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On the Drawing Board:
The Visual Communication Project

airline safety card

For a while now, I’ve been working on my not-so-secret project: a big nonfiction comic about visual communication across disciplines.

This blog will continue to be pretty quiet while I toil away at the book, but bits and pieces have been showing up in my visual lecture as well. If you manage to catch me on the road anytime in the next year or two, you’re bound to see evidence of this particular obsession.

Visual communication and education have been a long-standing fascination of mine. Nonfiction comics artists, data journalists, educational animators, visual facilitators, signage & wayfinding experts, visual presenters, even those who study facial expressions and body language; they’re all engaged in the struggle to better understand how we learn through seeing. But they’re too often knocking on the same door; trying to reinvent the wheel; unknowingly stumbling upon the same principles as their distant colleagues.

I’m hoping that I can articulate some of those common principles and help stitch together those disparate fields in a useful way. I don’t have a title yet, but I often describe it as “an Elements of Style for visual communication.” [Update: possibly a mistake, according to Neil Cohn who directed my attention to this.]

I’m hoping it won’t run quite as long as the last book. Right now, I’m doing research enough for a very long book, but I’m hoping to apply it toward writing a short one. We’ll see!

Anyway, don’t expect a lot of blog updates for a while. Follow me on Twitter for more frequent chatter on various topics (including politics—sorry!), but when the book is finally ready, I’ll certainly post about it in both places.


Discussion (16)¬

  1. mike says:

    ALWAYS glad to see a blog post update. Maybe it’s just because I still keep one. Also hope, somehow, that you might meander towards the midwest at some point. Otherwise, I’ll just have to come visit my sister again. :”D Best to you and Ivy!
    -mike, formerly

  2. [...] two-fer from the Theorist Emeritus Of Comics, Scott McCloud: Firstly, a general announcement of his next book, which we won’t see for a couple of years. He told me about this one in the wake of The [...]

  3. Sage Waters says:

    Very much looking forward to it. First volume in 2019?

  4. Kris says:

    Politics eh? To bad you don’t have time to do a sequel of Bucket Full O’ Kittens. I wonder what this administration’s bucket would be full of…

  5. Nick Mullins says:

    Wow. Coincidentally, I’ve recently gotten into theory about visual communication and have been trying to find stuff to read. I really look forward to hearing what you come up with.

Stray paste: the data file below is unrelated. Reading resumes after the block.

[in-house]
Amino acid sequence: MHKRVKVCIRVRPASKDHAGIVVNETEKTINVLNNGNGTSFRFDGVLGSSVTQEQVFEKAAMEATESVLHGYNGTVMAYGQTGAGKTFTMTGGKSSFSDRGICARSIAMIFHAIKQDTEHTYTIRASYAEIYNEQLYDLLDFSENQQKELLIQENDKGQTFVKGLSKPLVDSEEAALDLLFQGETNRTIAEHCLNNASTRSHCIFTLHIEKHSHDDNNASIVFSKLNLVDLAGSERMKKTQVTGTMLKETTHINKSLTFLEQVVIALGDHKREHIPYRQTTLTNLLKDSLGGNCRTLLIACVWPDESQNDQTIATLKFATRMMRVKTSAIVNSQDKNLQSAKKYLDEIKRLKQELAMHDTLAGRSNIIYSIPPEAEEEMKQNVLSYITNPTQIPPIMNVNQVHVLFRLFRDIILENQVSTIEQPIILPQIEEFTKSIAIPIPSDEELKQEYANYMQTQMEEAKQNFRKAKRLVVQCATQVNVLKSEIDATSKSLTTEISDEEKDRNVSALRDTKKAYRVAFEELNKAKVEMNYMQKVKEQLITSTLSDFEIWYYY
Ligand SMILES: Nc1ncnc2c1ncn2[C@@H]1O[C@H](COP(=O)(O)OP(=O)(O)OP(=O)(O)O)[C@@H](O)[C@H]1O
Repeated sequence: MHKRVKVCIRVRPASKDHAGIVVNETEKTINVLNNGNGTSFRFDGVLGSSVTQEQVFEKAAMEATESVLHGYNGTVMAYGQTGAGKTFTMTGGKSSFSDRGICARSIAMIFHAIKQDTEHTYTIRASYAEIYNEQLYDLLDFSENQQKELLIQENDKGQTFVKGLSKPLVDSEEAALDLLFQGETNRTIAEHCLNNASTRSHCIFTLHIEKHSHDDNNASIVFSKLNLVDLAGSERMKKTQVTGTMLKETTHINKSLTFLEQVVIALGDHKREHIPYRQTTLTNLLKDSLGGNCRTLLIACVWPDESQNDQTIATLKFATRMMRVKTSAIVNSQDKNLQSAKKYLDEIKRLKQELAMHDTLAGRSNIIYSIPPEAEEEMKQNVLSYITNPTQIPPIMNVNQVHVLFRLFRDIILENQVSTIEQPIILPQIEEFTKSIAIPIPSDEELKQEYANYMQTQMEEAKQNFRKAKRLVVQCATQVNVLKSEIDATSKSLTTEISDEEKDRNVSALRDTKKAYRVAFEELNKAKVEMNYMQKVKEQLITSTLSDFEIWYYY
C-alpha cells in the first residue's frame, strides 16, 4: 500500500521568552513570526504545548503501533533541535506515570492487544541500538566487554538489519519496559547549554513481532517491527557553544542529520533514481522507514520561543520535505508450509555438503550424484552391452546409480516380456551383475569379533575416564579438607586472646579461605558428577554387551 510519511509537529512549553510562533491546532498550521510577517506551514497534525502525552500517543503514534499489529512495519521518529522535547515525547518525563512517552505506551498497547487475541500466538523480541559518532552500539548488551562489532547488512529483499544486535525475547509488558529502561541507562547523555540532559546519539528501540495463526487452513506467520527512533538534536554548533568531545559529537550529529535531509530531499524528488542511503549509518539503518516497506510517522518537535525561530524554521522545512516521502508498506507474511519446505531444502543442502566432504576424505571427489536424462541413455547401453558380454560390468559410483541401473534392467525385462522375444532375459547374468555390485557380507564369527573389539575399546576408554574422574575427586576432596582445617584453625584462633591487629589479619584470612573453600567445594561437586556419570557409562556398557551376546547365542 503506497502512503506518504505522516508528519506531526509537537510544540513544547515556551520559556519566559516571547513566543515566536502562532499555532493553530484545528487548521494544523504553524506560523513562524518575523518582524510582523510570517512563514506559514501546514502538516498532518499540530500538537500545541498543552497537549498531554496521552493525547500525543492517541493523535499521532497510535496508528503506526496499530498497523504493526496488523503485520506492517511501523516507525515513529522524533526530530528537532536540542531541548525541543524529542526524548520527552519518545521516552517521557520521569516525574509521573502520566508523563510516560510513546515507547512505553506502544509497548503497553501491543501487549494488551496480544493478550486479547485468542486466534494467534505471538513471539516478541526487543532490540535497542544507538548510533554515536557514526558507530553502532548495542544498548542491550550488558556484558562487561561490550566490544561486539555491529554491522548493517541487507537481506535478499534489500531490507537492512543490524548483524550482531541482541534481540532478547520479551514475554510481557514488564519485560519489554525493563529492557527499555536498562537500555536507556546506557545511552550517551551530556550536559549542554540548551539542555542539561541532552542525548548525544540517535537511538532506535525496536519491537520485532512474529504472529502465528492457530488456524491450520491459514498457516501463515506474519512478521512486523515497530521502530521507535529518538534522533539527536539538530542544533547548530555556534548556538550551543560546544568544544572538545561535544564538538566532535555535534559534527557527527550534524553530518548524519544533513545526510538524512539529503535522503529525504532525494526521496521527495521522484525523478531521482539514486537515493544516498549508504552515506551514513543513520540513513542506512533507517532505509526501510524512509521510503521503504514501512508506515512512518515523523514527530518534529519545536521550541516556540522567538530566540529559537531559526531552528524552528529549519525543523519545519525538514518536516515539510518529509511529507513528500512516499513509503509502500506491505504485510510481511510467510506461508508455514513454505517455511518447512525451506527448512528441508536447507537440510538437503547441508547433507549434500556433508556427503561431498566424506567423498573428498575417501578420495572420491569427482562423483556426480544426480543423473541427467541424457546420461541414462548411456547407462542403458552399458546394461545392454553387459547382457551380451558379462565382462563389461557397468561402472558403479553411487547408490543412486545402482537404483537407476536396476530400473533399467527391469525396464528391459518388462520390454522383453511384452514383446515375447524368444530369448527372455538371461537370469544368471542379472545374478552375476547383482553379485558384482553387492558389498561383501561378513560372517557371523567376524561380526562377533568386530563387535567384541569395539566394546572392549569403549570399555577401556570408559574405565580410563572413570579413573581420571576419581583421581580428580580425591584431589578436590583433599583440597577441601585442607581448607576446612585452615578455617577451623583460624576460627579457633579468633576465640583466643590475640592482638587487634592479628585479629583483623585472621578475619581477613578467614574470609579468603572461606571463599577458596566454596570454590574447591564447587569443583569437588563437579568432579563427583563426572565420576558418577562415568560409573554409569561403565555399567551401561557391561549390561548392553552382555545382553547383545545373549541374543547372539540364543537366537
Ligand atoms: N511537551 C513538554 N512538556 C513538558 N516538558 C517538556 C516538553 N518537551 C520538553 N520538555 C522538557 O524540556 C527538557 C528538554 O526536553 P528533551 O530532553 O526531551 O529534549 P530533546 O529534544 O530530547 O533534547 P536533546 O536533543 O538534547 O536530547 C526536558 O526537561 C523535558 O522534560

• Scott says:

      Hi Nick –

      On recommendation from our friends at the Exploratorium, I recently enjoyed an older book by R. L. Gregory, Eye and Brain. Good stuff. Arnheim holds up pretty well too.

      Much is just a matter of keeping up with recent developments, of course. A fast-moving field!

  6. Raz says:

    You must be getting comments like this all the time, but as someone who was deeply inspired by your books while writing his PhD and as someone whose students come back to him regularly saying “Thank you! Thank you!” for sending them to read “Understanding Comics” as part of their mid-term assignment, I can only respond to the news about you doing a book on visual communications with one word:
    Wow.
    (and also feel depressed about having to wait for it…)
    Do you have plans of going back to do prose comics after you’re done with this project? Because I thought “The Sculptor” was amazing (my review is linked).

  7. Will Kirwan says:

    I think I have a good title for the book; How about ‘Speaking Pictures’

  8. Fascinating! This is right up my alley and you are just the guy to give the subject a proper treatment. I’m all ears :)

    When teaching comics-making workshops, I often start with a discussion on the design of the School Zone traffic sign. We talk about what it is supposed to communicate and why the designers didn’t just use a photograph of people crossing the street (or at least designs that include noses or hair). It’s been a fun way to introduce the idea of function, simplicity, and communication.

    Looking forward to anything and everything you have to share :)